(i)the name and contact details of the utility;

(ii)a description of the object of the contract or framework agreement;

(iii)a justification of the decision of the utility to award the contract or conclude the framework agreement without prior publication of a contract notice;

(iv)the name and contact details of the economic operator to be awarded the contract or to become party to the framework agreement; and

(v)any other information which the utility considered useful; and

(b)the utility allowed a period of at least 10 days to elapse between the date of publication in the Official Journal of the notice referred to in sub-paragraph (a) and the date on which the utility entered into the contract or concluded the framework agreement.

Second ground for ineffectiveness

(8) The second ground for ineffectiveness applies where all of the following apply—

(a)the utility has breached regulation 98(1) (notices of decisions to award a contract or conclude a framework agreement), 99(1) (standstill period) or 102 (automatic suspension of utility’s power to proceed with contract award);

(b)the utility’s breach referred to in sub-paragraph (a) prevented the economic operator from bringing proceedings or obtaining a remedy before the contract was entered into or the framework agreement was concluded;

(c)in awarding the contract or concluding the framework agreement there has been a breach of the duty owed to the economic operator under these Regulations, other than a breach of regulations 98(1) (notices of decisions to award a contract or conclude a framework agreement), 99(1) (standstill period) or this Chapter;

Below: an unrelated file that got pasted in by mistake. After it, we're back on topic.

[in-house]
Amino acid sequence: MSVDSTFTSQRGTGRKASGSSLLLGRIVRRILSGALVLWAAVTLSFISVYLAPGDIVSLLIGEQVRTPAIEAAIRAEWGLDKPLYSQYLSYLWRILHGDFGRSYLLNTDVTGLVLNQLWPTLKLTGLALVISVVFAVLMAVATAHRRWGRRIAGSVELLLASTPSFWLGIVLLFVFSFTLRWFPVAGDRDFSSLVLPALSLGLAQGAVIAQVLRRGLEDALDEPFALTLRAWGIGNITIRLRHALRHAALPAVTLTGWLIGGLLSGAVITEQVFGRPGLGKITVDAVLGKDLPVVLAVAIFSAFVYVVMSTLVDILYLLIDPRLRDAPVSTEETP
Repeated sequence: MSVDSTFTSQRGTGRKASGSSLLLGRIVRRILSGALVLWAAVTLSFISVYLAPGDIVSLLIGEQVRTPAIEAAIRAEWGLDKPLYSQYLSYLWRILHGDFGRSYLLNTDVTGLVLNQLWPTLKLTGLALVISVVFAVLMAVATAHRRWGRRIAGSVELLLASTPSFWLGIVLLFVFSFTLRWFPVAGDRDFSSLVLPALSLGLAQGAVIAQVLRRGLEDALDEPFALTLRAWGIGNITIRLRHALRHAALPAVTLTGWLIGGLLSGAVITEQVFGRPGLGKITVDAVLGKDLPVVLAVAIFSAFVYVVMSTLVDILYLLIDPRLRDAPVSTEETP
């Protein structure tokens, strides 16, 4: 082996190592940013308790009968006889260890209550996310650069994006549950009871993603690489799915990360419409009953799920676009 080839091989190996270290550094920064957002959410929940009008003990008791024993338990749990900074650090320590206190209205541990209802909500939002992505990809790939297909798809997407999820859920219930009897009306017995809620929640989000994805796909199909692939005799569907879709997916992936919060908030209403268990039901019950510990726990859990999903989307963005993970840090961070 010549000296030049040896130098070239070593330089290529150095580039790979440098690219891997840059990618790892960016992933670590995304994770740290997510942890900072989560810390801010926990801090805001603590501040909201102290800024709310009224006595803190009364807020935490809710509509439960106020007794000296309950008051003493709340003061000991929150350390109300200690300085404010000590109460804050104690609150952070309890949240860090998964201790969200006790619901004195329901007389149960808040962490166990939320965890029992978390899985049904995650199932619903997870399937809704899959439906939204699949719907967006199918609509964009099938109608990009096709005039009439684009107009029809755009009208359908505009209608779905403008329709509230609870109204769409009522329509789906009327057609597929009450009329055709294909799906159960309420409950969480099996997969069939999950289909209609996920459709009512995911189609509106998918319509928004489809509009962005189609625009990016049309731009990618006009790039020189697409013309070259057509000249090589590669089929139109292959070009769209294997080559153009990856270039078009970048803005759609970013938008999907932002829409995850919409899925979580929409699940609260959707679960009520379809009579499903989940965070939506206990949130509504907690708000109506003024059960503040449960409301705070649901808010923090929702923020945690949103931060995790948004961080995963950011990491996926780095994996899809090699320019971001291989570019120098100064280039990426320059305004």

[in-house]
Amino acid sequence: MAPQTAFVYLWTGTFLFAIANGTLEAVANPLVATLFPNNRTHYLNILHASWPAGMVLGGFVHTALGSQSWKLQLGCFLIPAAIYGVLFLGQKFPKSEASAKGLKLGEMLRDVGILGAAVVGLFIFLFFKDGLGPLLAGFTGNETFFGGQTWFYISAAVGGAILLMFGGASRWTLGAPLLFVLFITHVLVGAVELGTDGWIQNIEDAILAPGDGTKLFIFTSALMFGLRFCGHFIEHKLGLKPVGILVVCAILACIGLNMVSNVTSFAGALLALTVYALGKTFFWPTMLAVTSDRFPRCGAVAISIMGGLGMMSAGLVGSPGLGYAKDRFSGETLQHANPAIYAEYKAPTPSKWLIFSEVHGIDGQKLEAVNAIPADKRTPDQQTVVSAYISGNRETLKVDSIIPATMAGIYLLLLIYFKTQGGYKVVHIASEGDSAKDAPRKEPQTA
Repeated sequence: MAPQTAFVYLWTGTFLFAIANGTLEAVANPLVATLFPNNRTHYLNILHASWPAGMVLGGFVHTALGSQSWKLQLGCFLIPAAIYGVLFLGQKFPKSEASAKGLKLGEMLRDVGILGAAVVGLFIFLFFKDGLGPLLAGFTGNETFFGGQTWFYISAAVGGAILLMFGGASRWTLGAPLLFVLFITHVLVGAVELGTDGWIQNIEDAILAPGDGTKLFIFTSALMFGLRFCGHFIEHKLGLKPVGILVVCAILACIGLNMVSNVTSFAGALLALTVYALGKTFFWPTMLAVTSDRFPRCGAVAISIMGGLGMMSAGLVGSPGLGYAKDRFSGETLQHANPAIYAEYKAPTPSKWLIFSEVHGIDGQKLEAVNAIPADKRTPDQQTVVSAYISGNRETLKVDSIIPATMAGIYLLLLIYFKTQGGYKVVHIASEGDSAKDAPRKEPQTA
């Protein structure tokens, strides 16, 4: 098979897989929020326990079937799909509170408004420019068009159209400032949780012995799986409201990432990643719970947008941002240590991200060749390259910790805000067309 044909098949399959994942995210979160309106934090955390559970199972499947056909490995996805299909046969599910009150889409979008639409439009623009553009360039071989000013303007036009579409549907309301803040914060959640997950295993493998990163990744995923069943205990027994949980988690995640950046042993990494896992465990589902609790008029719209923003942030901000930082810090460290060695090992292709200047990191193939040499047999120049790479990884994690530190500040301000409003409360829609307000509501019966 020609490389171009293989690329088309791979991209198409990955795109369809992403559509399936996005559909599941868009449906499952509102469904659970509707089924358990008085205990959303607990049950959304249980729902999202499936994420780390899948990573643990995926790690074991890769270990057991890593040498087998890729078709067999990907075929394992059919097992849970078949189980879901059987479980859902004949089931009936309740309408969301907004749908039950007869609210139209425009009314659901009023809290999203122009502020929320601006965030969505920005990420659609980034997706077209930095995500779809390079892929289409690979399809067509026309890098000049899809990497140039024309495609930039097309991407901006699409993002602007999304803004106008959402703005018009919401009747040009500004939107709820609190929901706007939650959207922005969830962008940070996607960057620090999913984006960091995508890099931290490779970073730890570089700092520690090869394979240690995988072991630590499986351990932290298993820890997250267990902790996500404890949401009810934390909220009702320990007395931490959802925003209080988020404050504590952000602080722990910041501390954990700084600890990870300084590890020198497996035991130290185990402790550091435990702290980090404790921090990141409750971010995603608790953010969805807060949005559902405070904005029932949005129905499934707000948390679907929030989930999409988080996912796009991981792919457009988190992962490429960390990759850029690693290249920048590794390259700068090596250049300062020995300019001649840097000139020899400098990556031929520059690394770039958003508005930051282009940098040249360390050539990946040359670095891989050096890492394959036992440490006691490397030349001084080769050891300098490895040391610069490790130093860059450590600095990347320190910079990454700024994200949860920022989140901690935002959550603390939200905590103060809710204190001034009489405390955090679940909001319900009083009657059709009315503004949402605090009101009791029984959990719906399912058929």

(d)the utility’s breach referred to in sub-paragraph (c) has affected the chances of the economic operator bringing proceedings under this Part to obtain the contract or become a party to the framework agreement.

Third ground for ineffectiveness

(9) The third ground for ineffectiveness applies where—

(a)the contract is a contract based on a framework agreement or a contract awarded under a dynamic purchasing system;

(b)the contract was awarded in breach of—

(i)regulation 49(5) (framework agreements), in the case of a contract based on a framework agreement (rules governing the award of contracts based on a framework agreement); or

(ii)regulation 50(17) to (19), (21) or (22) (dynamic purchasing systems), in the case of a contract awarded under a dynamic purchasing system (rules governing the award of contracts under a dynamic purchasing system); and

(c)the estimated value of the contract at the relevant time is equal to or greater than the relevant threshold.

(10) The third ground for ineffectiveness does not apply where the utility—

(a)considered the award of the contract to be in accordance with the provisions mentioned in paragraph (9)(b);

(b)has, despite regulation 98(4)(b) (notices of decisions to award a contract or conclude a framework agreement), by notice in writing informed the economic operators that submitted tenders of its decision in relation to the award of the contract and the notice included the information referred to in regulation 98(1) to (3); and

(c)has allowed a period of at least the relevant standstill period to elapse between the date of sending of the notice of its decision to award the contract and the date on which the utility entered into the contract.

Powers of the court: ineffectiveness order

105.—(1) If an ineffectiveness order is made, the court must, without prejudice to the other powers of the court—

(a)order the payment by the utility of a financial penalty; and

(b)make such other order as the court considers appropriate to address the consequences of the ineffectiveness order on the rights and obligations of the parties to the contract or framework agreement.